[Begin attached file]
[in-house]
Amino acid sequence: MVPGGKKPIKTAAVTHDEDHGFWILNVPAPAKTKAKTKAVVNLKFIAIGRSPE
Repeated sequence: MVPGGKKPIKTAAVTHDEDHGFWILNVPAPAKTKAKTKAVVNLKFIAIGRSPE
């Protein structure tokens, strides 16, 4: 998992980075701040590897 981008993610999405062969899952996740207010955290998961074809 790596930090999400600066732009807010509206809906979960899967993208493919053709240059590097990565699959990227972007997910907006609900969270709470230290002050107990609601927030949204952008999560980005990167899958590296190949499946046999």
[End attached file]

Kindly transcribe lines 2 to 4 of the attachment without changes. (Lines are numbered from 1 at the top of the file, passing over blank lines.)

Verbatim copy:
Amino acid sequence: MVPGGKKPIKTAAVTHDEDHGFWILNVPAPAKTKAKTKAVVNLKFIAIGRSPE
Repeated sequence: MVPGGKKPIKTAAVTHDEDHGFWILNVPAPAKTKAKTKAVVNLKFIAIGRSPE
């Protein structure tokens, strides 16, 4: 998992980075701040590897 981008993610999405062969899952996740207010955290998961074809 790596930090999400600066732009807010509206809906979960899967993208493919053709240059590097990565699959990227972007997910907006609900969270709470230290002050107990609601927030949204952008999560980005990167899958590296190949499946046999």